In a discussion I moderated at the recent Western Veterinary Conference (WVC), the following questions were posed to an audience of 150 colleagues:
1) Do financial constraints limit your ability to provide the quality of care you would like for your patients?
YES = 94% NO = 6%
2) If yes, is this a source of frustration for you?
YES = 91% NO = 6%
Overwhelming conclusion: Houston, we have a problem.
3) Do you routinely discuss vaccination protocols and the need for neutering with all your clients?
YES = 94% NO = 6%
We take the time to discuss medical procedures that prevent life-threatening illness in the individual pet (vaccines), and that contribute towards curbing pet overpopulation (neuter). Excellent.
4 ) Would enhanced financial coverage reduce the frequency of "economic euthanasias"?
YES = 75% NO = 25%
Conclusion: Our clients would benefit from either financial assistance, or the knowledge of the costs of care for a major medical illness.
5) Do you routinely discuss the costs of emergency or specialist care for pets with your clients?
YES = 25% NO = 75%
6) Do you routinely discuss pet health insurance with your clients?
YES = 15% NO = 85%
The problem If these responses are at all representative, there are some real inconsistencies here that we need to consider. How do we reconcile that financial limitations are a significant burden to our patients, that these constraints sometimes mean the difference between the life and death of the animal (as well as affecting our own sense of career satisfaction), yet we seem unwilling to take the time to forewarn or inform our clients in advance of the rising costs of veterinary medical care or provide them information about insurance coverage. As specialists invest in laparoscopy, CT and MRI equipment, do you think these costs are diminishing?
I know what some of you are thinking: "Most of my clients don't see a specialist for the lifetime of the pet, so what's the big deal here?" In fact this was a comment I received at WVC. I would venture to guess that a majority of your patients receive emergency care during their lifetime, and the concept clearly applies here.
Over my 15 years associated with 24-hour centers, I know that when an old dog with gastric-dilation/volvulus (GDV) comes in at 3 a.m., you can bet that a discussion of the value of the money spent out of pocket versus anticipated future years of the dog will ensue, as the owner decides if it's "worth" saving the dog's life.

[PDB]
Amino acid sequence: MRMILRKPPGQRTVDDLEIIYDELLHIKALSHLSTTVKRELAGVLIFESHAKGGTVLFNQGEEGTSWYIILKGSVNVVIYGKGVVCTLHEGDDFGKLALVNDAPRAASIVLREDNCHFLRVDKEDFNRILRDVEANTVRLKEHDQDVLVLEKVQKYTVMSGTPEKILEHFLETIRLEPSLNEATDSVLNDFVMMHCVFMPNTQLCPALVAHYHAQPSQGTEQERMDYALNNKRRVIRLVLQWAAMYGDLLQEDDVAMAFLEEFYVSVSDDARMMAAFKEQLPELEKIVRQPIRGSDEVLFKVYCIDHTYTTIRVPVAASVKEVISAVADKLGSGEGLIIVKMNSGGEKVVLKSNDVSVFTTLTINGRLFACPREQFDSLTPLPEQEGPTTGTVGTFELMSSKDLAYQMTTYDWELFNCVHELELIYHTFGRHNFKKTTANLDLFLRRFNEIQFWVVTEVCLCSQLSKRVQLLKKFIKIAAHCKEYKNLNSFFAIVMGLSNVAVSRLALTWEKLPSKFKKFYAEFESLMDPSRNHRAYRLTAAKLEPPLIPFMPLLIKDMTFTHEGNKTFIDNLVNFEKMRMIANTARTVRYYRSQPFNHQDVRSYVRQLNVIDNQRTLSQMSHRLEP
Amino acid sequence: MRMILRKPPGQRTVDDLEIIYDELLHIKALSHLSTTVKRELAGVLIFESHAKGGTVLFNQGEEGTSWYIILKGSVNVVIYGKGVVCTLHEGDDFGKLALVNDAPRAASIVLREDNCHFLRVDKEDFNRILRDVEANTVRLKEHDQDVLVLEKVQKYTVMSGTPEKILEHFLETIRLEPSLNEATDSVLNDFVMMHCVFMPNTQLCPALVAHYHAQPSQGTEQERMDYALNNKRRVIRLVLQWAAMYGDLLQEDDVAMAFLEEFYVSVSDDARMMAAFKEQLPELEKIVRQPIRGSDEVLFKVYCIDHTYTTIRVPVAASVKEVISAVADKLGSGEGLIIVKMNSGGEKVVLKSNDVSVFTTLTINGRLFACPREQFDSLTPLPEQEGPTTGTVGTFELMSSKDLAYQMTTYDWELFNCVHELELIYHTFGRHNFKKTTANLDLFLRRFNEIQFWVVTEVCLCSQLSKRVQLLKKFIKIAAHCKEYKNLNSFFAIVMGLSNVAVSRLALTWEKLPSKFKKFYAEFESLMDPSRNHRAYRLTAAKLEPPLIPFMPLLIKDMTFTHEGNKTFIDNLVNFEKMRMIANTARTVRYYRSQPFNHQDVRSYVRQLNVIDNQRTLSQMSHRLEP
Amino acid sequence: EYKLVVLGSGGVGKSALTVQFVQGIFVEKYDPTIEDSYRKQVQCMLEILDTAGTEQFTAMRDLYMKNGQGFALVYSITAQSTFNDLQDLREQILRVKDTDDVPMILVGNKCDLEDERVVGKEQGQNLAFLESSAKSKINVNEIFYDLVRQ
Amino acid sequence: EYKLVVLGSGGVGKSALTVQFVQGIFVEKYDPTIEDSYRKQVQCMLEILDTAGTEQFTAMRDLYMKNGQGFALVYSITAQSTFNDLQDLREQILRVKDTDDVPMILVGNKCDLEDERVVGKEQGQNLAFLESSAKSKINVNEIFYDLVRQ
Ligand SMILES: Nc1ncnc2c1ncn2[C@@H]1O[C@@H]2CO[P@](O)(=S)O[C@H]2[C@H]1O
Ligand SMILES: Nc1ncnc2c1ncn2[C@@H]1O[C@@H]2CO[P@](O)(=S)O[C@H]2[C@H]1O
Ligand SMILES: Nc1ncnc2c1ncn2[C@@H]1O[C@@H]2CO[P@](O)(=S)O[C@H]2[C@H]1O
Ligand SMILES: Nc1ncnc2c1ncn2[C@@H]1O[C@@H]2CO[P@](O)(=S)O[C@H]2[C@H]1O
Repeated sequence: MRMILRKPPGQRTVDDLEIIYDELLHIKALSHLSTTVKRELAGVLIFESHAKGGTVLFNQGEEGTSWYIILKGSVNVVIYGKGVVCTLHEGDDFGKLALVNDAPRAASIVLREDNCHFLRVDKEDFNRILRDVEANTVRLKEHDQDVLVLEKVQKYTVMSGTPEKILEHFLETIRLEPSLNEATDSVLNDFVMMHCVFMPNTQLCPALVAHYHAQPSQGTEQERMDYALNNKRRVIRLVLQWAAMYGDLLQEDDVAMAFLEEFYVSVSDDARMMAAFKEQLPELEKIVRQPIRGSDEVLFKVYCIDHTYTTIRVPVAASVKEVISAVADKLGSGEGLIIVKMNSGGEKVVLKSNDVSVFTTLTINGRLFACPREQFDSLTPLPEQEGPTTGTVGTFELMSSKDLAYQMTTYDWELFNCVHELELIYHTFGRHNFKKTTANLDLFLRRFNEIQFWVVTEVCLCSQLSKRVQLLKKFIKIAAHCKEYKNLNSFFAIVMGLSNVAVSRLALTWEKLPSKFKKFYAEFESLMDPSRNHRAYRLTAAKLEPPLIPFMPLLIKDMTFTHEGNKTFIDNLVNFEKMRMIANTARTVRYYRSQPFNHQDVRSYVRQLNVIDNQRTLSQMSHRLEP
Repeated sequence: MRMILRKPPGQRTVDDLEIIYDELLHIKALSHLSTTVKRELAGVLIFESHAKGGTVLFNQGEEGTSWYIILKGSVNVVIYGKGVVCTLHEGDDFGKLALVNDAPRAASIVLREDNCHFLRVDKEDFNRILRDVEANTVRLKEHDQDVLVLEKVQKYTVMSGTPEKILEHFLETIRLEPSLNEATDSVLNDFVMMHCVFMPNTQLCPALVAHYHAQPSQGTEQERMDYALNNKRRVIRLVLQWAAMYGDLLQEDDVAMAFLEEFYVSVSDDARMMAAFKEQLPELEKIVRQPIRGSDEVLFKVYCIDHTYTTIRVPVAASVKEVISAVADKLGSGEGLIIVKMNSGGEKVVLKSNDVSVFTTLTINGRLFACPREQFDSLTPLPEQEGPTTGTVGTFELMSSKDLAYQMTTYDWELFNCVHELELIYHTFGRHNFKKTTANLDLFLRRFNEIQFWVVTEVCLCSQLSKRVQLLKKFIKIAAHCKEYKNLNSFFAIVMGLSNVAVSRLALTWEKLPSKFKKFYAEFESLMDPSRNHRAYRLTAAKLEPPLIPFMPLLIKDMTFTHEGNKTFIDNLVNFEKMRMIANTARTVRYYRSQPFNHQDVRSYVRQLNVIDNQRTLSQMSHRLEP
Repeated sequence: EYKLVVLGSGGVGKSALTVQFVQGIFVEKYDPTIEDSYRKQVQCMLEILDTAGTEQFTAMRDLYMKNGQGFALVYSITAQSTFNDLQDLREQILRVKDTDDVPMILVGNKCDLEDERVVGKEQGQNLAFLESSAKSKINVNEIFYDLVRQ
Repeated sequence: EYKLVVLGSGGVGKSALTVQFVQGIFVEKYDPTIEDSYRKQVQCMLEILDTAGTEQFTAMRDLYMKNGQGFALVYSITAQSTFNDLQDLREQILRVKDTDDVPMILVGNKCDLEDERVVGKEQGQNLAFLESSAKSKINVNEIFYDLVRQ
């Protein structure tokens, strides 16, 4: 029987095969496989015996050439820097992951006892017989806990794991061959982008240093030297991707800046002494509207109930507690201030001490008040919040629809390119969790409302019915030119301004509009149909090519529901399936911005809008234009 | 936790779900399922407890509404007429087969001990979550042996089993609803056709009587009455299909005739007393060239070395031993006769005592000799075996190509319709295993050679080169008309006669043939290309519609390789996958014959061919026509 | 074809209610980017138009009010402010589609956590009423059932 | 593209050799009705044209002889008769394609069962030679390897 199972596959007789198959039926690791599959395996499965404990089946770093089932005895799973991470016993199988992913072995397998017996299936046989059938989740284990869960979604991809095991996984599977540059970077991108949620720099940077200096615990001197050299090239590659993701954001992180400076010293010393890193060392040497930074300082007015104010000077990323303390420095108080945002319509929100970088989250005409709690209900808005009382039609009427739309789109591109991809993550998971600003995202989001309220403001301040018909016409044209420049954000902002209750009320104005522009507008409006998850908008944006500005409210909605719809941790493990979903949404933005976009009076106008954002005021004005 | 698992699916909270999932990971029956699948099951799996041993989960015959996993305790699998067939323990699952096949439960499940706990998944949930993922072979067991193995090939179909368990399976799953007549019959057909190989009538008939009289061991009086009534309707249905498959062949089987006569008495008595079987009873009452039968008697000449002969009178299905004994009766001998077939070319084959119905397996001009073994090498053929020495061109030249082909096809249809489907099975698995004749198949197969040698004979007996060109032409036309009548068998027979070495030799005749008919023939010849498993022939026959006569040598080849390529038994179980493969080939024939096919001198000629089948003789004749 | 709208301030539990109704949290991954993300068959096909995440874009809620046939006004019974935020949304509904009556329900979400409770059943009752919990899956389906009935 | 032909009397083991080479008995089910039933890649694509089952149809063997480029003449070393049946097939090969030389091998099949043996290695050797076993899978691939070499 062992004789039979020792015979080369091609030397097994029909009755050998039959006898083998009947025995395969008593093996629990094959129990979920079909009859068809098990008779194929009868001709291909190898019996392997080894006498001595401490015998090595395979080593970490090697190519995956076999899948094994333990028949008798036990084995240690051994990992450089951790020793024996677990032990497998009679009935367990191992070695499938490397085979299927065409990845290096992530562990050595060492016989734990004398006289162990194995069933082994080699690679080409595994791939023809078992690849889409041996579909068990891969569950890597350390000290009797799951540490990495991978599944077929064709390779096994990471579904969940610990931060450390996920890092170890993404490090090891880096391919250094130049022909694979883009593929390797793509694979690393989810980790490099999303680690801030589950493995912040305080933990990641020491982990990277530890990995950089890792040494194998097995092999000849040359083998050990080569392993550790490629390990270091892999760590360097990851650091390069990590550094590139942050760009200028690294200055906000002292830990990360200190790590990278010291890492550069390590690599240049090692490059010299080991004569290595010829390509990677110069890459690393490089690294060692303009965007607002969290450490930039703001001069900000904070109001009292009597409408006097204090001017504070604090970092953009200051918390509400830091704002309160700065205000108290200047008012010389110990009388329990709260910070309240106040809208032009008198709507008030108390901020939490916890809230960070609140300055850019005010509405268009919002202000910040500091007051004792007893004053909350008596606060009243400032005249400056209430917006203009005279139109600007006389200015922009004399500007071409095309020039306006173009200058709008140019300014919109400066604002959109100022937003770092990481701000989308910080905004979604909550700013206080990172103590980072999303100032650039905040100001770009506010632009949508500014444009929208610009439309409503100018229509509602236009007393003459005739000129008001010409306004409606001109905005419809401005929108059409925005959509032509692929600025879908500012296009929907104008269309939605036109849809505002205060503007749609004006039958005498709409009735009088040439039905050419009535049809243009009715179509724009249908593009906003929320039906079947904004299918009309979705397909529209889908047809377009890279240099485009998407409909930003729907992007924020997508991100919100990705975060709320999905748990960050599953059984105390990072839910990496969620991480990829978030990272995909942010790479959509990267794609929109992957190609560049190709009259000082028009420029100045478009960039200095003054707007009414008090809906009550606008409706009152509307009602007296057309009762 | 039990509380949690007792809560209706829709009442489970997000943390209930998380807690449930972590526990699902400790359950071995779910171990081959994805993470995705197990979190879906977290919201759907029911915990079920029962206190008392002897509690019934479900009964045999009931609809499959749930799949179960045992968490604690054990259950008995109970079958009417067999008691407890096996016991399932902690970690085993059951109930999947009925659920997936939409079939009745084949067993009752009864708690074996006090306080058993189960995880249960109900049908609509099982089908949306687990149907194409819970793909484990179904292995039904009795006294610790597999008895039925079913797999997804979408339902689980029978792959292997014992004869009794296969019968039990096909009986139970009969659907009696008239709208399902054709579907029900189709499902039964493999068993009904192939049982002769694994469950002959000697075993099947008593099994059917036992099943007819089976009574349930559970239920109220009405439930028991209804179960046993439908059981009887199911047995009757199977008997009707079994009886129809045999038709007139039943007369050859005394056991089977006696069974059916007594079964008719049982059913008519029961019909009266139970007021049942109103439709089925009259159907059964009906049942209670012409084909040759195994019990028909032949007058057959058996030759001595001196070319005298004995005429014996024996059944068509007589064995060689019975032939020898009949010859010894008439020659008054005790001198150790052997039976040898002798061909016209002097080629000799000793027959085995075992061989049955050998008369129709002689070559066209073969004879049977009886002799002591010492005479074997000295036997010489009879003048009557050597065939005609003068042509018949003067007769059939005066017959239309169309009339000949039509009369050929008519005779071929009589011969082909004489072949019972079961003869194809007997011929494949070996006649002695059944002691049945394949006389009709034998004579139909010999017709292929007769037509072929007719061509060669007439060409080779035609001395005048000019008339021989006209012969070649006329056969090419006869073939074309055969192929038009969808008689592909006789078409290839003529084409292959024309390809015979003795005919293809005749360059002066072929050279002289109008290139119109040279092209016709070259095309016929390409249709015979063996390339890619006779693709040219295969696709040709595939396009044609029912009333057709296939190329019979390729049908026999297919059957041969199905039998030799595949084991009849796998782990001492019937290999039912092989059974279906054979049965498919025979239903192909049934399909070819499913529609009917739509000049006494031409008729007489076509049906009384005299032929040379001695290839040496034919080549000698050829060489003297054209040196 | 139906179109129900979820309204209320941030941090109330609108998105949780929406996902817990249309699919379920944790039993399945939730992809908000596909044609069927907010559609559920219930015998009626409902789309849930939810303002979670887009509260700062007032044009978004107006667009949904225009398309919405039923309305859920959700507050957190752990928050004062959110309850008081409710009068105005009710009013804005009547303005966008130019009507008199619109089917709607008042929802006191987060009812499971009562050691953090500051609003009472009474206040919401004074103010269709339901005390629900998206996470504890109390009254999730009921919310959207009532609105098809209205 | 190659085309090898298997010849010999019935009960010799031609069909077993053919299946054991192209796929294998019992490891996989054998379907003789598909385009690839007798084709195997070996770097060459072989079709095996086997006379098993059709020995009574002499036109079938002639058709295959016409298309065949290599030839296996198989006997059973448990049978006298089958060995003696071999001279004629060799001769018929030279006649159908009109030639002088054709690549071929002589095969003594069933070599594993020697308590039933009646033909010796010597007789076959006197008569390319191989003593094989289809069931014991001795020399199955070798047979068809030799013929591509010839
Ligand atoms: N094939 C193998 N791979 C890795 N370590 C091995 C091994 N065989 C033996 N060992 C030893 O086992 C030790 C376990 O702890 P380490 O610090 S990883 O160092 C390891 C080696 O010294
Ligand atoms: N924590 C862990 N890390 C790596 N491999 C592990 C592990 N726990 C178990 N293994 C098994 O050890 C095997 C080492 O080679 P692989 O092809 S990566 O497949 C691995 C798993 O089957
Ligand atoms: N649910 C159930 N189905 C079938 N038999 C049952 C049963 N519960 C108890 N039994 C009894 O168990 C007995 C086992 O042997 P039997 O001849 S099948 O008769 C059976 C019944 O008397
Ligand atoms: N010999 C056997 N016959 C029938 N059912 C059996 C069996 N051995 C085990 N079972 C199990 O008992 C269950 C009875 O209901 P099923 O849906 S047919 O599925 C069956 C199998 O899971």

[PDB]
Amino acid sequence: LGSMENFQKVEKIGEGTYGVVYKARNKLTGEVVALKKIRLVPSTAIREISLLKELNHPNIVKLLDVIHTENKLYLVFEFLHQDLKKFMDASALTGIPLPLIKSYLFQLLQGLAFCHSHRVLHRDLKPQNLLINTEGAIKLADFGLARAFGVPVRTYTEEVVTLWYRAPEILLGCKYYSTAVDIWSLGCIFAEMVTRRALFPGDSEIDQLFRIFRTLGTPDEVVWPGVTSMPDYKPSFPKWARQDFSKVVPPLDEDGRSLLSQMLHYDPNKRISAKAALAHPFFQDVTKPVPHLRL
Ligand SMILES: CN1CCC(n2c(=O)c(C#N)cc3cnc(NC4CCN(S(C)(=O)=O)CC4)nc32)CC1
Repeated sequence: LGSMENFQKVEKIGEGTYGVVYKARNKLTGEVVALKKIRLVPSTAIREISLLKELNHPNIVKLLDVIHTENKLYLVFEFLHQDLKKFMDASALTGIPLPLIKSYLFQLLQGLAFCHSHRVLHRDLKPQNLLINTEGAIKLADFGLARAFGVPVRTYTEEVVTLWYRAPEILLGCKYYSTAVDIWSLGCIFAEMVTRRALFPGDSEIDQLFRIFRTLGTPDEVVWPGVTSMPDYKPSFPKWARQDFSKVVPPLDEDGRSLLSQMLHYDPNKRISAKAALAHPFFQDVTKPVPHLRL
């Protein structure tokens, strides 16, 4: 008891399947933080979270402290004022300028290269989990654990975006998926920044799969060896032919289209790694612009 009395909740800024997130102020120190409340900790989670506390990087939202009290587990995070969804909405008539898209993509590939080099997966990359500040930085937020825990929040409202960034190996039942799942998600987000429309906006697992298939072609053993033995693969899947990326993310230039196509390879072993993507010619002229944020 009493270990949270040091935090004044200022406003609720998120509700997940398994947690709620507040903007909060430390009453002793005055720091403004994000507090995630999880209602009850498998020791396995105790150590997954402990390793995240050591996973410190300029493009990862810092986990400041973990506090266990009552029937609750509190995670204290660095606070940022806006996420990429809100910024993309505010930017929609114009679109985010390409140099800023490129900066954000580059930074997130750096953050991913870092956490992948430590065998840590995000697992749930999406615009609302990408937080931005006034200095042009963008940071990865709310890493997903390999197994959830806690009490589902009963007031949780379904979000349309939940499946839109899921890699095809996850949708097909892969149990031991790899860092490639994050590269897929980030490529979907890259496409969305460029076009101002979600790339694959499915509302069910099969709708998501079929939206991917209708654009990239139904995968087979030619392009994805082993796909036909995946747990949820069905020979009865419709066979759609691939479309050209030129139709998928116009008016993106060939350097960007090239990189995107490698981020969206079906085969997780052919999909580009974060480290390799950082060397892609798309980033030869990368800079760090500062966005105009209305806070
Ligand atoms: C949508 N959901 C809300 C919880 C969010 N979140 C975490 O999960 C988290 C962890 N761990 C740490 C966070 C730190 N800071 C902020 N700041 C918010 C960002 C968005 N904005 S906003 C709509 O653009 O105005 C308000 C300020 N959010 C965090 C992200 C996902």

In addition , I've heard colleagues justify their inaction by claiming that "since my clients don't complain about my bills, this isn't an issue I need to handle ".The present burden of financial constraints on client's decisions at specialty/emergency centers sometimes results in the general practitioner blaming the referral center either for fees that are too high, or for being financially inflexible or inconsiderate of their clients' emotional needs.
In fact, the shoe can be placed on the other foot; that is to say, if clients were better prepared by their family doctor, the costs at 24-hour facilities may not come as such a shock. Clearly, we all deserve to be well compensated for our work, and we all would like to practice in a world in which pet care could be provided without sensitive discussions regarding cost.
I would venture to say I've seen far more animals die as a result of their owners' inability (unwillingness?) to afford our recommended care, than due to fleas, prostatic disease, pyometra and breast cancer combined. Yet, we seem to have no problem spending our valuable time during puppy/kittenhood discussing the value of flea control and neutering.
Why do we ignore this problem?
My suspicions for why we ignore this problem include:
I've got news for you...re-read the answers to questions 1 and 2 above. This is our problem, and it's not going to get better by ignoring it.
Professional excuses After the session at WVC, numerous colleagues made the following comments regarding this controversial contention:
From my viewpoint, this is like telling someone it's going to hurt after you've ripped off the Elastikon bandage from his hairy skin. Your clients need to start saving for that PU surgery, ACL tear, or splenic tumor when the pet is young.
The solution I believe it's time for a new paradigm in which all general practitioners take greater responsibility for your clients' inabilities to cope with the ever-increasing costs of sick care for their pets.
No, you are not responsible for putting their money under a mattress or advising them on investments. Yes, many of them will ignore this valuable, and life-saving advice. So what? Many clients decline your annual dental prophies, yet I hope you don't stop offering them if you feel they are necessary.
Letting your clients know that insurance and credit plans exist, and that the cost of a major illness can run thousands of dollars, is your obligation as a responsible family doctor. Although my hospital carries credit and insurance brochures in the lobby, for most clients, the initial exposure to the veterinary medical system is through their visit to the general practitioner for vaccines.
Consider how your valuable time is spent with your patients in the first six months of their lives, and which subjects will have the greatest impact on their ultimate longevity and quality of life.
Besides the profound impact of behavioral/elimination problems leading to euthanasia decisions, I can't think of another matter that carries such a dramatic and daily impact on us, our patients and clients, that for now, we choose to ignore.
Until the day arrives when most of us take the time to discuss the costs of medical care with our clients, I will continue to feel saddened and responsible when the next pet owner in my exam room looks up at me through tears and states, "I had no idea it would ever cost this much to save my dog 's life".